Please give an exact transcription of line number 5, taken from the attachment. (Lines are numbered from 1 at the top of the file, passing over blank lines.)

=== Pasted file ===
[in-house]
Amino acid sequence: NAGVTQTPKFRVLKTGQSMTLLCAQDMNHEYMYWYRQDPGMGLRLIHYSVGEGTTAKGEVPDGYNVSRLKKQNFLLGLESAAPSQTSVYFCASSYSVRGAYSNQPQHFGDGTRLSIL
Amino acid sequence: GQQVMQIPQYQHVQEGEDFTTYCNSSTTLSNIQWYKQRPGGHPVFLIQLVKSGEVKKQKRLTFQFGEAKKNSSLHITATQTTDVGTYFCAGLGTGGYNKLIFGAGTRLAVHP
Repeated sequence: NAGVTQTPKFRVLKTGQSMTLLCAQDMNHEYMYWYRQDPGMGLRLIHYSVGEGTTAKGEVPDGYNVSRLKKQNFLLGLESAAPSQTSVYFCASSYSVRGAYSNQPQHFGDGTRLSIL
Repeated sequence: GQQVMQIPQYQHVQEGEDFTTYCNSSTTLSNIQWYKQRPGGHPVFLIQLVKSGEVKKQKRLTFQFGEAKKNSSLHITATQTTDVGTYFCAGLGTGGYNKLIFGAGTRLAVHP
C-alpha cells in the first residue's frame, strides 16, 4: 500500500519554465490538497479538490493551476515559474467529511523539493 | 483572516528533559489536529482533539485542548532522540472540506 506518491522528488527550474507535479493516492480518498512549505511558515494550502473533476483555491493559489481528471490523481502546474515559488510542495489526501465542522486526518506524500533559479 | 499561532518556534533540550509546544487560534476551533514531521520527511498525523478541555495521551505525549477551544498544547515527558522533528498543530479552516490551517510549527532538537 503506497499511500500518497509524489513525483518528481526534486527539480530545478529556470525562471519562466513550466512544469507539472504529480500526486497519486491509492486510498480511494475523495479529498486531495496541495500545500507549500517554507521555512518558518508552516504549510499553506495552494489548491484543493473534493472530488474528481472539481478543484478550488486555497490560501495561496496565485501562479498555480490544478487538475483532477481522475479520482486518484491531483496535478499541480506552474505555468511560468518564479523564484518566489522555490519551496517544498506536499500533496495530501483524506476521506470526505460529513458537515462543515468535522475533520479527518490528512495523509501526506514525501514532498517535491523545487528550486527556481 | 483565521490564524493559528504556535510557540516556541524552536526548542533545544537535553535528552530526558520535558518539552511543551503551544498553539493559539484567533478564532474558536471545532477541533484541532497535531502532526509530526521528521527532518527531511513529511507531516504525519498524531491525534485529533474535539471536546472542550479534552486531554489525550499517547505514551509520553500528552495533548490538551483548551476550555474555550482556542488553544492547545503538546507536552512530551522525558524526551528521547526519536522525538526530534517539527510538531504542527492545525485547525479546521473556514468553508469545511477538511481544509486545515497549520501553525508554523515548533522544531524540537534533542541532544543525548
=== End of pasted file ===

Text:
Repeated sequence: GQQVMQIPQYQHVQEGEDFTTYCNSSTTLSNIQWYKQRPGGHPVFLIQLVKSGEVKKQKRLTFQFGEAKKNSSLHITATQTTDVGTYFCAGLGTGGYNKLIFGAGTRLAVHP